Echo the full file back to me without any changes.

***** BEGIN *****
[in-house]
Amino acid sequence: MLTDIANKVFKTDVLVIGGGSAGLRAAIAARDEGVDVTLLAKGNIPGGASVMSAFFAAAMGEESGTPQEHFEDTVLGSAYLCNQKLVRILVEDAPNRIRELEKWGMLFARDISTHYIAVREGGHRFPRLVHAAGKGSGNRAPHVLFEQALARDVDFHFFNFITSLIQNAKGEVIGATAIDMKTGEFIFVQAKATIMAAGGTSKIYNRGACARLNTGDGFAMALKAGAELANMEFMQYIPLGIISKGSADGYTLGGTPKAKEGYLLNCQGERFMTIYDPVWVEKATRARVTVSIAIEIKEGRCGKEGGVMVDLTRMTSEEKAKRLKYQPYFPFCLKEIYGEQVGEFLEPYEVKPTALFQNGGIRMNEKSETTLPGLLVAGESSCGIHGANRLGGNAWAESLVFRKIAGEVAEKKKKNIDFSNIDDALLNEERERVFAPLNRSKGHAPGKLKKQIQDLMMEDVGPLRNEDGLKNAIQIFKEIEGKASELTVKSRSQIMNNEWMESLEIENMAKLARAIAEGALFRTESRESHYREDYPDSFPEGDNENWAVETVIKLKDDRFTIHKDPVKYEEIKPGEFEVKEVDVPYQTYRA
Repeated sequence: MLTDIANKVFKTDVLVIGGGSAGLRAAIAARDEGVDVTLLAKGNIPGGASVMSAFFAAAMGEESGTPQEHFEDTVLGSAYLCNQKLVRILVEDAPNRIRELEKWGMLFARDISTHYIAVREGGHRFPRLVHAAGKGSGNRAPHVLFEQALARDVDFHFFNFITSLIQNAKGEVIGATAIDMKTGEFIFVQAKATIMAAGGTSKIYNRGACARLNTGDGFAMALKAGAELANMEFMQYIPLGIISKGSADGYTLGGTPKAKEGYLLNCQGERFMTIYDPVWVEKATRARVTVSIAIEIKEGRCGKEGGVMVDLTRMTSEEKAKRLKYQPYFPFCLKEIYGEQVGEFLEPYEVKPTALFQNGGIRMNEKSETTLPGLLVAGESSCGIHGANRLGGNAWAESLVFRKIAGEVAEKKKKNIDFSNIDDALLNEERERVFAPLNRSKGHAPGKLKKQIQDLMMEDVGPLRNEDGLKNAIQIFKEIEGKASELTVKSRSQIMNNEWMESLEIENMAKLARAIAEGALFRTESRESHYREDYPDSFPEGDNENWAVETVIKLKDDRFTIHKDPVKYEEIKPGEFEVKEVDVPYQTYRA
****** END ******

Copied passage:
[in-house]
Amino acid sequence: MLTDIANKVFKTDVLVIGGGSAGLRAAIAARDEGVDVTLLAKGNIPGGASVMSAFFAAAMGEESGTPQEHFEDTVLGSAYLCNQKLVRILVEDAPNRIRELEKWGMLFARDISTHYIAVREGGHRFPRLVHAAGKGSGNRAPHVLFEQALARDVDFHFFNFITSLIQNAKGEVIGATAIDMKTGEFIFVQAKATIMAAGGTSKIYNRGACARLNTGDGFAMALKAGAELANMEFMQYIPLGIISKGSADGYTLGGTPKAKEGYLLNCQGERFMTIYDPVWVEKATRARVTVSIAIEIKEGRCGKEGGVMVDLTRMTSEEKAKRLKYQPYFPFCLKEIYGEQVGEFLEPYEVKPTALFQNGGIRMNEKSETTLPGLLVAGESSCGIHGANRLGGNAWAESLVFRKIAGEVAEKKKKNIDFSNIDDALLNEERERVFAPLNRSKGHAPGKLKKQIQDLMMEDVGPLRNEDGLKNAIQIFKEIEGKASELTVKSRSQIMNNEWMESLEIENMAKLARAIAEGALFRTESRESHYREDYPDSFPEGDNENWAVETVIKLKDDRFTIHKDPVKYEEIKPGEFEVKEVDVPYQTYRA
Repeated sequence: MLTDIANKVFKTDVLVIGGGSAGLRAAIAARDEGVDVTLLAKGNIPGGASVMSAFFAAAMGEESGTPQEHFEDTVLGSAYLCNQKLVRILVEDAPNRIRELEKWGMLFARDISTHYIAVREGGHRFPRLVHAAGKGSGNRAPHVLFEQALARDVDFHFFNFITSLIQNAKGEVIGATAIDMKTGEFIFVQAKATIMAAGGTSKIYNRGACARLNTGDGFAMALKAGAELANMEFMQYIPLGIISKGSADGYTLGGTPKAKEGYLLNCQGERFMTIYDPVWVEKATRARVTVSIAIEIKEGRCGKEGGVMVDLTRMTSEEKAKRLKYQPYFPFCLKEIYGEQVGEFLEPYEVKPTALFQNGGIRMNEKSETTLPGLLVAGESSCGIHGANRLGGNAWAESLVFRKIAGEVAEKKKKNIDFSNIDDALLNEERERVFAPLNRSKGHAPGKLKKQIQDLMMEDVGPLRNEDGLKNAIQIFKEIEGKASELTVKSRSQIMNNEWMESLEIENMAKLARAIAEGALFRTESRESHYREDYPDSFPEGDNENWAVETVIKLKDDRFTIHKDPVKYEEIKPGEFEVKEVDVPYQTYRA